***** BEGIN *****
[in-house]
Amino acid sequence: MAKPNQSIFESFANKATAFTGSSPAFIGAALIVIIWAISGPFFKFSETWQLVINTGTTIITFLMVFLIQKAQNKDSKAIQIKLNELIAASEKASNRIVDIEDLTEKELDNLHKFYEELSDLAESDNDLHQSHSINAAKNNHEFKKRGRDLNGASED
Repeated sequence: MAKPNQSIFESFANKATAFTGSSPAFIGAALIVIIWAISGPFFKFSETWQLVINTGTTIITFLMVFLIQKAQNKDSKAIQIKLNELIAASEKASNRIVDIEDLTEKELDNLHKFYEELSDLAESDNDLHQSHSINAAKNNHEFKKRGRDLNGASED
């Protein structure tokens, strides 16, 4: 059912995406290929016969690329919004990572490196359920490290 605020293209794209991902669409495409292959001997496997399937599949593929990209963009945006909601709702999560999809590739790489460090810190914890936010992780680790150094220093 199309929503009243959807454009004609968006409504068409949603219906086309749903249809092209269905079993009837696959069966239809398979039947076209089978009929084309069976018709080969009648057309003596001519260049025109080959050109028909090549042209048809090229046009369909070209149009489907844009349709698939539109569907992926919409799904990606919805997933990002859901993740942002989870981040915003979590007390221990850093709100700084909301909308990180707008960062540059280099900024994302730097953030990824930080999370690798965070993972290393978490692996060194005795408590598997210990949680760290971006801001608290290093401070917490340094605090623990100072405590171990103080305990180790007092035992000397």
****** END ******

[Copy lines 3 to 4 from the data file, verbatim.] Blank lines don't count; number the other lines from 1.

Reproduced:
Repeated sequence: MAKPNQSIFESFANKATAFTGSSPAFIGAALIVIIWAISGPFFKFSETWQLVINTGTTIITFLMVFLIQKAQNKDSKAIQIKLNELIAASEKASNRIVDIEDLTEKELDNLHKFYEELSDLAESDNDLHQSHSINAAKNNHEFKKRGRDLNGASED
């Protein structure tokens, strides 16, 4: 059912995406290929016969690329919004990572490196359920490290 605020293209794209991902669409495409292959001997496997399937599949593929990209963009945006909601709702999560999809590739790489460090810190914890936010992780680790150094220093 199309929503009243959807454009004609968006409504068409949603219906086309749903249809092209269905079993009837696959069966239809398979039947076209089978009929084309069976018709080969009648057309003596001519260049025109080959050109028909090549042209048809090229046009369909070209149009489907844009349709698939539109569907992926919409799904990606919805997933990002859901993740942002989870981040915003979590007390221990850093709100700084909301909308990180707008960062540059280099900024994302730097953030990824930080999370690798965070993972290393978490692996060194005795408590598997210990949680760290971006801001608290290093401070917490340094605090623990100072405590171990103080305990180790007092035992000397």